Whilst we are still waiting for more flexible interfaces, the development of XR relies also on its capacity to embrace consumers’ current terminals and usages. When “premium” headsets cost nearly € 400 and lock early adopters into a sealed off technological environment, the decision to buy is difficult.
On the other hand, certain manufacturers have chosen accessibility – even if this means putting to one side part of XR’s potential. With a touch of humour, faced with Oculus Rift, Google presented… a simple cardboard headset, which held a smartphone in front of our eyes so we could benefit from all the technology already onboard our mobiles. The entrance ticket to VR thus drops to € 15. A philosophy also adopted by Orange in Europe with the VR2 headset associated with the Orange VR360 application for content, making VR accessible to all. Likewise, the most successful VR and AR applications aren’t necessarily the most technologically advanced, but those that have managed to make the most of already widespread devices and usages – like the Pokemon Go game for smartphones or Sony’s PSVR, whose resolution is lower than that of a smartphone but that managed to rely on the PlayStation network.
In the near future, exploiting the possibilities of new generation smartphones is therefore a promising route that is already being explored by a few pioneers, such as Lucid, a company that develops software enabling smartphones equipped with two cameras to capture panoramic 3D images including depth-of-field information.
Obstacle n°5: content and usages
Beyond the equipment, it is of course the experiences offered by XR that will spark consumer interest. With the current fragmentation of the market, content production is not encouraged because developers must transcribe their applications into the languages of the various manufacturers, and the market therefore appeals to a consumer niche, which is often already into a specific brand or technical environment.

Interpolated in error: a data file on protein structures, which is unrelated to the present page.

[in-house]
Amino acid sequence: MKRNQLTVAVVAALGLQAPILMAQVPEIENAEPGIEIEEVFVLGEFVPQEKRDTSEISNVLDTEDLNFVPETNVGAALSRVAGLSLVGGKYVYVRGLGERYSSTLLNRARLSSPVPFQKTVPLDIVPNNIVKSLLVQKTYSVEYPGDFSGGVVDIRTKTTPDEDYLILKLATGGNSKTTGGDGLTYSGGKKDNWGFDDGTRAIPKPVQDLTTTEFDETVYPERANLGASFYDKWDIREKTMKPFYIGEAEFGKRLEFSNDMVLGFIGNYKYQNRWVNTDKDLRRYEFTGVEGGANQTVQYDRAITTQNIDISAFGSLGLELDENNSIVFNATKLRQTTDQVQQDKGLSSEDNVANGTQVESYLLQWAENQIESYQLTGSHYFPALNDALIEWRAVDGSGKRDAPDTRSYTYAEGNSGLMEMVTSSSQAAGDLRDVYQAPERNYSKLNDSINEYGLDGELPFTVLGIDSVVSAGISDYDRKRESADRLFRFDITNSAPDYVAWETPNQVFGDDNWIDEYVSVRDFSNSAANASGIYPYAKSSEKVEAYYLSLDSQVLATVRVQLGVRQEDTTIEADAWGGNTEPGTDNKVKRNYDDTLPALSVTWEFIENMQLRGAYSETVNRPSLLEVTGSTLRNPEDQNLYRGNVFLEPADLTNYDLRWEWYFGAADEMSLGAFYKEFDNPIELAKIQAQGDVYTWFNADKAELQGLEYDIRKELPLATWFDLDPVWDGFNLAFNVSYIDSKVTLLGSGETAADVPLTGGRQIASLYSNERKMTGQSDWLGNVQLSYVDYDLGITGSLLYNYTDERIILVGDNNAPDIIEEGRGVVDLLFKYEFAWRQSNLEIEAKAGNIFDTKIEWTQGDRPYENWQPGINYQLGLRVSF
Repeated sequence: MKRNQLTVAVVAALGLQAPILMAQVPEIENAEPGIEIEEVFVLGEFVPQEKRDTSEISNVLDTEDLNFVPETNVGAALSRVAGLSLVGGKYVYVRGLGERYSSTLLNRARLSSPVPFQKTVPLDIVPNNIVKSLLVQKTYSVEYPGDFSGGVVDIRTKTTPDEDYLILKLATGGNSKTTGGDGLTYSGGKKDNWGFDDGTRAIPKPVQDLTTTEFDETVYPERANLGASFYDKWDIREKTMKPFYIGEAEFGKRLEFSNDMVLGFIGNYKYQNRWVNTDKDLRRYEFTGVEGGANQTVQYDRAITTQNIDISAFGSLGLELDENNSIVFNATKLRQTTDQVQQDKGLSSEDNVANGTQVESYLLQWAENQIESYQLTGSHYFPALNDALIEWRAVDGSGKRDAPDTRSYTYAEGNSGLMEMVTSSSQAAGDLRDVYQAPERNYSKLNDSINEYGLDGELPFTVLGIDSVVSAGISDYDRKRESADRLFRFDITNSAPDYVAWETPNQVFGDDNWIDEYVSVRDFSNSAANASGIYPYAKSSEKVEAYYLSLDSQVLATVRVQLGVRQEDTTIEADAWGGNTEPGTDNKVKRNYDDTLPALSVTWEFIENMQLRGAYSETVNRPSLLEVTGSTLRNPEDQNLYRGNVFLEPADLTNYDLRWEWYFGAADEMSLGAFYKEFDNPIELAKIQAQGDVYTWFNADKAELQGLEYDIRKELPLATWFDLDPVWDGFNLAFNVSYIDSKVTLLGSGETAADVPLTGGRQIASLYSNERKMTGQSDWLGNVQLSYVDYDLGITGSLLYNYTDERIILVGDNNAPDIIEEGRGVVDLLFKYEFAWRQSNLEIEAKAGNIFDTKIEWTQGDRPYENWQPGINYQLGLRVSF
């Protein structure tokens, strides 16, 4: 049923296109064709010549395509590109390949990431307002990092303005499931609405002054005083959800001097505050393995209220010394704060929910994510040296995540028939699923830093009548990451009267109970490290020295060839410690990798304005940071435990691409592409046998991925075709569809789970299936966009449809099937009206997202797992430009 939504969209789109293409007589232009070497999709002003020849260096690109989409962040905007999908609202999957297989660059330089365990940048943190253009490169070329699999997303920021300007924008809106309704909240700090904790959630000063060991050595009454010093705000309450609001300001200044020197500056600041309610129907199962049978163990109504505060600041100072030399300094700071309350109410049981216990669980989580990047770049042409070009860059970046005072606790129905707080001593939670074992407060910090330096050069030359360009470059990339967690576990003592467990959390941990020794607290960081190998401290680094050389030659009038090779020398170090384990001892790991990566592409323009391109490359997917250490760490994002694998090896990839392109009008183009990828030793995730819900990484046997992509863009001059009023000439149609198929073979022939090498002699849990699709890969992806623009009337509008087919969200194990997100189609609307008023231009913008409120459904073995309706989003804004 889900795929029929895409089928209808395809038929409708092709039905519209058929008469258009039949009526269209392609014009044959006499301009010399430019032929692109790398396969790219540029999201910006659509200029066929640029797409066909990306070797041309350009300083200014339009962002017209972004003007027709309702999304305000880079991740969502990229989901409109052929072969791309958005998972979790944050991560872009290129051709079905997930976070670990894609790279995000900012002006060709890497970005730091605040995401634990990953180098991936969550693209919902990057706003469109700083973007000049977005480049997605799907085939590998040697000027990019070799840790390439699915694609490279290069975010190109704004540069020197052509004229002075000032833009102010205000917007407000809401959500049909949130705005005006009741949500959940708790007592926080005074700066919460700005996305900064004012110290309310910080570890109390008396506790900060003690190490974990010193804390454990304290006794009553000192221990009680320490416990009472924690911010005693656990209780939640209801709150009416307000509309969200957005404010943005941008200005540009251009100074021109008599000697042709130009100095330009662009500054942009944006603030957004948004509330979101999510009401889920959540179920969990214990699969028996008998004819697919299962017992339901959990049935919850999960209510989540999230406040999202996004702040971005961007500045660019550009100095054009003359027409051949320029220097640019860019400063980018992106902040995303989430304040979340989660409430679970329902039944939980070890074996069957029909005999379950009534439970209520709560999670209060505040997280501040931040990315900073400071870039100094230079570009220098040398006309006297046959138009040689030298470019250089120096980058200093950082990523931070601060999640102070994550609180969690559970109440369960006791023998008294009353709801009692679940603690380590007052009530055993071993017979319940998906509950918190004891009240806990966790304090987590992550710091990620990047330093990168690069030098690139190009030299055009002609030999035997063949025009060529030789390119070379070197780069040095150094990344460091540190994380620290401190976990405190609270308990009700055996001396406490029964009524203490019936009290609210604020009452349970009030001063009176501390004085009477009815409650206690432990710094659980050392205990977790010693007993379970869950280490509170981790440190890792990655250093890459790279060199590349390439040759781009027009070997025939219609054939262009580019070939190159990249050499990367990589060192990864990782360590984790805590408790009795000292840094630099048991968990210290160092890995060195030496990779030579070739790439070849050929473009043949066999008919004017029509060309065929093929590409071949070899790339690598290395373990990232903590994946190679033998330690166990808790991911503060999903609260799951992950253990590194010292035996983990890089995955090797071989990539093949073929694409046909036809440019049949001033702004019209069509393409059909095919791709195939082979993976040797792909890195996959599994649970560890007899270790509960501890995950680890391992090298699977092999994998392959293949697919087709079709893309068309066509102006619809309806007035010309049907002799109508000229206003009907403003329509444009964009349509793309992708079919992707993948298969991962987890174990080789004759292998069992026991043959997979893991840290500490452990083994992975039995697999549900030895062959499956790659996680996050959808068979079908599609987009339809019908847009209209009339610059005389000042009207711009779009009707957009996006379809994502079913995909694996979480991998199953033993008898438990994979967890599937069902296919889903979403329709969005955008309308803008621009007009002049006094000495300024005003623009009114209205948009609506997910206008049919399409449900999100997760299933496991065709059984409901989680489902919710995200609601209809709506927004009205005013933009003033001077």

Yet, an increase in the diversity and quality of content is well underway. Drawn by ever-faster broadband networks, AR and VR usages are opening up to collaborative experiences that bring users together remotely. Thus enabling us to imagine immersive games such as Holotennis, the Orange experiment that enabled tennis fans to teleport to Roland-Garros and play live against an opponent. Beyond play, “collaborative” XR carries its share of promises in the area of distance learning or that of telecommunications, to unite far-away collaborators in a virtual reality meeting, or bring a lone family member to the table for a get-together, shared in augmented reality.
Obstacle n°6: the human brain
In general, XR tries to “deceive our senses”, for example by providing our bodies with real stimuli within the scope of virtual situations. The ultimate stakes for the development of these technologies lie therefore with neuroscience and research on the human body – and in these areas, there is still a lot of work to be done. For example, we know today that the road to a perfect immersive experience is not without obstacles: like in robotics, total commitment of a subject to simulation can only be won above a certain level of quality that is difficult to reach, where the plausibility zone (a source of discomfort, as it gives an impression of strangeness) disappears and is replaced by a full and total feeling of authenticity. Just as the android capable of fooling us has not yet been invented, perfect VR immersion will no doubt have to wait for some research feats to be performed for these technologies to leave the “uncanny valley” and be as one with our brain!
In all areas, innovations continue therefore to improve AR and VR technologies. But we’ll have to remain patient. As pointed out by Mark Zuckerberg (Facebook): “The first smartphones came out in 2003 and we had to wait ten years to reach a billion units.”. And as Adam Rowe points out in Tech.co, they became “cool” just when the technology seemed both new enough, but also mature enough, to find a place in collective usages. In the same way, the golden age of XR is probably only waiting for a momentum where the technology will be new enough as well as “tried and tested”, for a swing to take place towards mass uptake of all the new usages envisaged these past few years.